Who is responsible for regulating America’s ‘infant’ crypto industry
In a recent interview with Bloomberg, U.S. Securities and Exchange Commissioner Hester Peirce discussed the heated regulatory environment in the country. Peirce, who is affectionately referred to as “Crypto Mom,” said that the crypto market is in its early stages,
“I think my child is still an infant.”
However, she argued that she’s “much more of a free-range mother” than the SEC chair Gary Gensler.
In the context of the introducing a new regulator to supervise digital assets, she said,
“Personally, I don’t think that’s necessary.”
Earlier in October, Coinbase had proposed a set of regulatory guidelines as part of its Digital Asset Policy Proposal (dApp). One of the recommendations was the need for a “single regulator.” It had argued that it will “avoid fragmented and inconsistent regulatory oversight.”
On the contrary, Peirce argued against it in the interview. She explained,
“We have such a fragmented regulatory system for financial products and services generally, that I don’t know that adding another regulator would be my top preference.”
Recently, the U.S. PWG had put out a regulatory report on stablecoins, expanding on SEC’s and CFTC’s powers. It had said that maintaining market integrity and investor protection falls under the jurisdiction of the SEC and Commodity Futures Trading Commission (CFTC).
Having said that, the SEC Commissioner also agreed that chief Gensler is also a “big believer” of having a “federal financial regulator of the crypto markets.”
But, Peirce is afraid that Congress doesn’t have enough time to build a regulatory framework on that. She noted,
“The Congress has a lot on its plate… We could do some of it on our own. But again there are some jurisdictional questions.”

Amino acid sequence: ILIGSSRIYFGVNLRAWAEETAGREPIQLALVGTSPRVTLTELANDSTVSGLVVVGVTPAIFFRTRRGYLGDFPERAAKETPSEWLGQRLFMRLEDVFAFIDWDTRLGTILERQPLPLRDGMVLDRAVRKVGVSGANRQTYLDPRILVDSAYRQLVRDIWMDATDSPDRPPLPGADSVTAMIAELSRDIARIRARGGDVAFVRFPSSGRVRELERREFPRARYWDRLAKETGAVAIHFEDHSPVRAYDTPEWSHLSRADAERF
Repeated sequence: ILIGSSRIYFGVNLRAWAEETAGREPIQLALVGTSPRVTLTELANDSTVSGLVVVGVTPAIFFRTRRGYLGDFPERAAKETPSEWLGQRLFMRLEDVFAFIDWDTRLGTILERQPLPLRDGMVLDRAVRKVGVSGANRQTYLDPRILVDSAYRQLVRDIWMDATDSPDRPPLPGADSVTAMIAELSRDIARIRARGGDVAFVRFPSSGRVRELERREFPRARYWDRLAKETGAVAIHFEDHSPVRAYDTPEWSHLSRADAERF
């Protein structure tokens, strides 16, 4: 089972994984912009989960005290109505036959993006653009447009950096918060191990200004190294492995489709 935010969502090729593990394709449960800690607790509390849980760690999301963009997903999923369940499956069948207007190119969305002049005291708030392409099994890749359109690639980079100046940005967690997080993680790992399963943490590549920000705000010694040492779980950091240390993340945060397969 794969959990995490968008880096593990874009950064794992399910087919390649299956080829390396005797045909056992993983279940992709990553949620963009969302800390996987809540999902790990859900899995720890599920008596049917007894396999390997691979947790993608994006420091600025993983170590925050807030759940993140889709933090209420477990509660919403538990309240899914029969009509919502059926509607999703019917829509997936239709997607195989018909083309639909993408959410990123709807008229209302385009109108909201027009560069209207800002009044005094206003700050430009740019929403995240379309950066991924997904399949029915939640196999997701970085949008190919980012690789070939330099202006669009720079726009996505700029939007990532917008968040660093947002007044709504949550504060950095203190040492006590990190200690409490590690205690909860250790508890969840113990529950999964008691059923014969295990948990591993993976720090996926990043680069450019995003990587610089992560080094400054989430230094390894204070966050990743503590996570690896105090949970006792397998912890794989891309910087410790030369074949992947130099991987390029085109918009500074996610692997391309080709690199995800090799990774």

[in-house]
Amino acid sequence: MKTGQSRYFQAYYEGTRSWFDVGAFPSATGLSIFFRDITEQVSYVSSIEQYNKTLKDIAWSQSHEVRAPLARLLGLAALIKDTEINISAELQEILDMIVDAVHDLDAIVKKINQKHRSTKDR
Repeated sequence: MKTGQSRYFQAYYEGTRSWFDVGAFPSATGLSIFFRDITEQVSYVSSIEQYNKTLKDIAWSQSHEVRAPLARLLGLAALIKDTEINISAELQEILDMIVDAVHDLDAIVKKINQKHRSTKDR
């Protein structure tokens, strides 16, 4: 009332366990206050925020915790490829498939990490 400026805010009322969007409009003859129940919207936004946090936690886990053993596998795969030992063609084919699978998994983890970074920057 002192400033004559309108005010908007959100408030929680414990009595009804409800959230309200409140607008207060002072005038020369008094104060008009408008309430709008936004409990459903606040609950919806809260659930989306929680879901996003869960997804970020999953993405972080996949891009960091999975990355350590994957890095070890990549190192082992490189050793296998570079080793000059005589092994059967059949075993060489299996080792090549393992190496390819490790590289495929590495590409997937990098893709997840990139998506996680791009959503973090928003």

Not so long back, CFTC acting chairman Behnam had sought more powers from Congress to regulate the crypto market. In this context, Crypto Mom noted,
“CFTC may have a different view of jurisdiction than we do.”
So, Peirce’s suggestion includes using the experience of existing regulators for “mixed” supervision. She said,
“The SEC has experience regulating retail markets. The CFTC has experience regulating futures markets. And, then the banking regulators obviously have experience.” (sic)
What will happen with DeFi?
In the interaction, Peirce argued, that the “decentralized finance smart contract-based transactions have a built-in regulator.” So, she pushed for regulations that will recognize the “unique aspects of this technology.”
Recently, the global watchdog Financial Action Task Force (FATF) also released its latest guidance on cryptocurrencies. In the context of DeFi, Rick McDonell, former executive secretary of FATF, told CNBC,
“The lack of effective surveillance creates a substantial risk for fraud, money laundering, sanctions evasions and other criminal activity within these markets.”
Apart from that, Gensler had vowed to bring DeFi under its regulatory umbrella in the past. So, after targeting stablecoins, DeFi is likely to come under the regulatory radar soon.